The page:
Sufi Biography: Abd Allah ibn al-Mobarak

Sufi Biography: Abd Allah ibn al-Mobarak

Abu ‘Abd al-Rahman ‘Abd Allah ibn al-Mobarak al-Hanzali al-Marwazi, born in 118 (736) of a Turkish father and a Persian mother, was a noted authority on Traditions and a famous ascetic. He studied under many teachers in Merv and elsewhere, and became erudite in many branches of learning, including grammar and literature.

A wealthy merchant who distributed much in alms to the poor, he died at Hit on the Euphrates in 181 (797). He composed many works on Traditions, and one of these, on the theme of asceticism, has survived.


The conversion of Abd Allah-e Mobarak

The circumstances of Abd Allah-e Mobarak’s conversion were as follows. He became infatuated with a girl,
so much so that he could not rest. One night during the winter he stood beneath the wall of his beloved’s apartment until morning, waiting to catch a glimpse of her. All night it snowed. When the call to prayer sounded, he supposed that it was for the prayer before sleeping. Seeing the daybreak,
he realized that he had been absorbed all night in his longing for his beloved.

“Shame on you, son of Mobarak!” he cried. “On such a blessed night you stood on your feet till morning
because of your private passion, yet if the imam is over long in reciting a Sura during prayer you are quite

Anguish gripped his heart forthwith, and he repented and devoted himself busily to worship. So complete
was his devotion, that one day his mother, entering the garden, saw him sleeping under a rosebush whilst a
snake with a narcissus in its mouth was driving flies away from him.

After that he set forth from Merv and stayed for a time in Baghdad, associating with the Sufi masters
there. Then he proceeded to Mecca where he resided for a space, after which he returned to Merv. The people
of Merv welcomed him back warmly, and set up classes and study-groups. At that time half of the people
were followers of Traditions and half devoted themselves to jurisprudence. So today Abd Allah is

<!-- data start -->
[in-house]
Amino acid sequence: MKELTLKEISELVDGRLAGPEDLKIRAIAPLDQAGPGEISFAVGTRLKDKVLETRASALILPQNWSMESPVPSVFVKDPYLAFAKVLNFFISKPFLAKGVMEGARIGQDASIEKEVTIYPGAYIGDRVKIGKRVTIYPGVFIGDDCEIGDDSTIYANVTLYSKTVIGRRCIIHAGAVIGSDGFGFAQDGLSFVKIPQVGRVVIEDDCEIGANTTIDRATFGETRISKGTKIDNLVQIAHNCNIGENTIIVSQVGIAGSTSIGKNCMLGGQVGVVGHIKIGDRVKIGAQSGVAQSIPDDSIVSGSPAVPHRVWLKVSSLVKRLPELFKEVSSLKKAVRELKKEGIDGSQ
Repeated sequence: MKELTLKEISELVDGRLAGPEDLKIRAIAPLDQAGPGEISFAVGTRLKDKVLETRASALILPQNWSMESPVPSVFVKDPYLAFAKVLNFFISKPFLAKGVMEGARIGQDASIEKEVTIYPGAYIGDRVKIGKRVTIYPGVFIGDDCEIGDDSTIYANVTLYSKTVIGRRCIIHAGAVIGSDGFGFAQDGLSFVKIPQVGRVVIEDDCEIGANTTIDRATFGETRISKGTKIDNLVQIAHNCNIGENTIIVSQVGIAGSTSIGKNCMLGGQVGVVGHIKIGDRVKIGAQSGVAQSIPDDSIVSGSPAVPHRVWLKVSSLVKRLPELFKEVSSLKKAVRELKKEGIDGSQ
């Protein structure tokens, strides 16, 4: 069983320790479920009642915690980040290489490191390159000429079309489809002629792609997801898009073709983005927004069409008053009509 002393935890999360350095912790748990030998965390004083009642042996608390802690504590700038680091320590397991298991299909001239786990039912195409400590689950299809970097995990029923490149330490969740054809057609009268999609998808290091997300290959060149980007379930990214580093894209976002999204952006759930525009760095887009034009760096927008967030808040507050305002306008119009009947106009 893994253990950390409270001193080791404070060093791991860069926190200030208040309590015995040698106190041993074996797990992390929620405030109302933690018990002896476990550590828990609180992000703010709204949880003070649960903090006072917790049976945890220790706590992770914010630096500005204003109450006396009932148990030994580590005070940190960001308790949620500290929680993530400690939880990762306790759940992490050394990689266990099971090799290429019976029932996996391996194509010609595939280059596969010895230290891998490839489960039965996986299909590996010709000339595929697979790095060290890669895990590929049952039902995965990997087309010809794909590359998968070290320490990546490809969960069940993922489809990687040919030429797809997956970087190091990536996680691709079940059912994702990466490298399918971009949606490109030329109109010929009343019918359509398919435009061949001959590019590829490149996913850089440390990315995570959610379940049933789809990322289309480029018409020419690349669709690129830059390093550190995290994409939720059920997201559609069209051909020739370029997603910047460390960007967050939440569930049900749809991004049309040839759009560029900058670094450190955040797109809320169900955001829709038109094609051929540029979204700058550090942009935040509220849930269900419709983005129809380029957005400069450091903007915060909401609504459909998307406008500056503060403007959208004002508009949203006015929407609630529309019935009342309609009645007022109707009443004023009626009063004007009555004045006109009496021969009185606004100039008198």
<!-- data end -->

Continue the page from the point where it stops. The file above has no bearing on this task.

known as “the Approved of the Two Sects” because he was in accord with each, and both claimed him as their
own. Abd Allah founded two colleges in Merv, one for traditionists and the other for jurisprudents. He then
left for Hejaz, and took up residence in Mecca again. In alternate years he would perform the pilgrimage,
and go out to the wars, and a third year he would engage in commerce. The profits of his trading he
divided among his followers. He used to give dates to the poor, and count the date-stones; whoever ate more
dates, he would offer a dirham for every stone. So scrupulous was he in his piety, that on one occasion
he had alighted at an inn. Now he had a valuable horse; he proceeded to prayer. Meanwhile his horse
wandered into a field of wheat. He abandoned his horse there and proceeded on foot, saying, “He has
devoured the crop of the authorities.” On another occasion he made the journey all the way from Merv to
Damascus to return a pen which he had borrowed and forgotten to give back.

One day as he was passing through a certain place they informed a blind man living there that Abd Allah
was coming. “Ask of him all that you require.”

“Stop, Abd Allah,” the blind man called. Abd Allah halted.
“Pray to God to restore my sight,” the man begged.
Abd Allah lowered his head and prayed. At once the man saw again.

Abd Allah-e Mobarak and Ali ibn al-Mowaffaq
Abd Allah was living at Mecca. One year, having completed the rites of the pilgrimage, he fell asleep. In a
dream he saw two angels descend from heaven. “How many have come this year?” one asked the
other. “Six hundred thousand,” the other replied.
“How many have had their pilgrimage accepted?”
“Not one.”